These days Sid Going is living back in Chiefs country where he helped coach the squad in the inaugural 1996 season of Super rugby.

He's keen to make a trip down to Waikato Stadium or at least watch a few games on television as long as it does not interfere with his mission looking after the temple at the nearby Church College, where he boarded as an inaugural pupil when the college opened in 1958.

Going had gone home to Northland when he was picked by the legendary Ted Griffin to make his provincial debut as an 18-year-old halfback.

"He was a great man, the best for the time and picked us because he knew we had the talent and wanted us to use it in the games," Going recalled. "He saw the potential in us and wanted us to exploit it."


That initial excitement was fleeting because Going left on a two year mission to Canada. Amidst that lifelong church service, Going and wife Colleen ran a farm and raised five children while Super Sid played 86 games including 29 tests in a decade of All Black duty.

"We had tours of four months then so the load was left to my wife to do all the work around the house, milk the cows and raise a family," Going said.

In his heyday, Going and brothers Ken and Brian used their famed triple scissors move to outwit and mesmerize tacklers who were accustomed to standard marking on defence.
One of their best efforts, said Going, came in 1975 when the trio used the move to help the NZ Maori side beat Tonga.

Sadly replays were not in vogue then at grounds or on television to help you revisit and unravel the magic.

Going toured South Africa twice, in 1970 then six years later. Neither All Black trip cracked the elusive series triumph as they brought different experiences for the lively halfback.

He thought he was at least the equal of Chris Laidlaw on the first visit but did not get the chance to highlight his assessment. That gloom was balanced by Going's enjoyment of a tour which was not as restrictive as the next.

Going was the premium halfback in 1976 when poor goal kicking and refereeing bias saw the All Blacks sink to another series defeat.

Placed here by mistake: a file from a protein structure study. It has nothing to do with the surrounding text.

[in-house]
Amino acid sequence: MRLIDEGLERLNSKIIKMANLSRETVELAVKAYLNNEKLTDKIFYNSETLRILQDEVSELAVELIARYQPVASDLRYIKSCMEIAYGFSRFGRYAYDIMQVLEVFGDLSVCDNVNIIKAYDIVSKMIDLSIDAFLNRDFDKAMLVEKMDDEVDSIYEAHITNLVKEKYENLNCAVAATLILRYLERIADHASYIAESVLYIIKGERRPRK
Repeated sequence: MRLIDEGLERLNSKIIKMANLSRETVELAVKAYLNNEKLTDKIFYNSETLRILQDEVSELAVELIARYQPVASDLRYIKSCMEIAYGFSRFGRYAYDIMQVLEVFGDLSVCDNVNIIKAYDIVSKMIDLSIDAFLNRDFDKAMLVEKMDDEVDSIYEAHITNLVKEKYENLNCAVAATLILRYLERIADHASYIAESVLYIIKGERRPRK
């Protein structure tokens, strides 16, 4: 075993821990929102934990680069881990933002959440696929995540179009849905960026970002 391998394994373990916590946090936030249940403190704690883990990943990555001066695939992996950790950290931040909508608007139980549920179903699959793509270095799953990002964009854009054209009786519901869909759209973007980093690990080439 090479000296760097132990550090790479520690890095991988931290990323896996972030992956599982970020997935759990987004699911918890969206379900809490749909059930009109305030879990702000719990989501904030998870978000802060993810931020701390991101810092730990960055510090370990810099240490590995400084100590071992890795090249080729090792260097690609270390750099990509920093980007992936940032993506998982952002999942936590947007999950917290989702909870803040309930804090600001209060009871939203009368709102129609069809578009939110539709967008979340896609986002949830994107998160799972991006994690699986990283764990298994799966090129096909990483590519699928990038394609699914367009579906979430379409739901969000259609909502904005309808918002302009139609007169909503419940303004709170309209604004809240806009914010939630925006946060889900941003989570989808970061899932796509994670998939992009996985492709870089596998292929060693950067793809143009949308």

"A lot of things had changed in South Africa by then with the public, people and situation," he said. "A lot of the refereeing thing was our own fault because we didn't take opportunity to have neutral referees."

Tough times followed a year later when the Lions visited and won the series. They were a strong side and well coached while the All Blacks had injuries and made such puzzling selections that Going challenges people to recall some of the backline combinations.
"It seemed to change every time we played and I think that was part of our own undoing," he said.

Gareth Edwards was probably his greatest rival and Going was grateful he usually had the advantage of being behind a stronger All Black pack which allowed him to use his full game.

He played at about 80kgs, was ultra fit, naturally strong and helped by the wrestling training he had at college. He practiced hard to last full games and was glad he played in an era when replacements were not fashionable.

"I wanted to play, I wanted to look to make a difference in times like the last five minutes, that was a game of rugby," he says.

Date of birth: 19 August 1943
Position: Halfback
Matches: 86
Tests: 29
Test debut: 19 August 1967 v Australia, Wellington
Last test: 9 July 1977 v British & Irish Lions, Christchurch
Province: Northland
Test tries: 10
Test points: 44